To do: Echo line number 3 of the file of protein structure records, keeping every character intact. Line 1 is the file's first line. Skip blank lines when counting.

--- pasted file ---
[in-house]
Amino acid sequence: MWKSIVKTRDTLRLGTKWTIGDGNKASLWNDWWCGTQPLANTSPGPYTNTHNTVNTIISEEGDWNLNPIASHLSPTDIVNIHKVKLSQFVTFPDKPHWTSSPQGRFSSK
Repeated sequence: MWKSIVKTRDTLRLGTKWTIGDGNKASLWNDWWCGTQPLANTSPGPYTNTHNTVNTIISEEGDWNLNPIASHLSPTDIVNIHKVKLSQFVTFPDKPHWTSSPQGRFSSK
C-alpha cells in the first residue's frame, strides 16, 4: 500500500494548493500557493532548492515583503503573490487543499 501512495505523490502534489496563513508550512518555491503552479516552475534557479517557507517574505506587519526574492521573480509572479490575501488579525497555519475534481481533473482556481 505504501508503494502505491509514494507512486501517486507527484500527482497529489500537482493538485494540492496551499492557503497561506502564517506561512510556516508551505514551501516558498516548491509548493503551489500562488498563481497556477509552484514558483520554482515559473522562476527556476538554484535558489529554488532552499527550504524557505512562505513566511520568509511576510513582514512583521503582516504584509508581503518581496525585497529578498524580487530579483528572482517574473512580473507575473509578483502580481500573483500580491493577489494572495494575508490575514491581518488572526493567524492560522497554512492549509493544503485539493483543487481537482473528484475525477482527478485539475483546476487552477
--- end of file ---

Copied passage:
Repeated sequence: MWKSIVKTRDTLRLGTKWTIGDGNKASLWNDWWCGTQPLANTSPGPYTNTHNTVNTIISEEGDWNLNPIASHLSPTDIVNIHKVKLSQFVTFPDKPHWTSSPQGRFSSK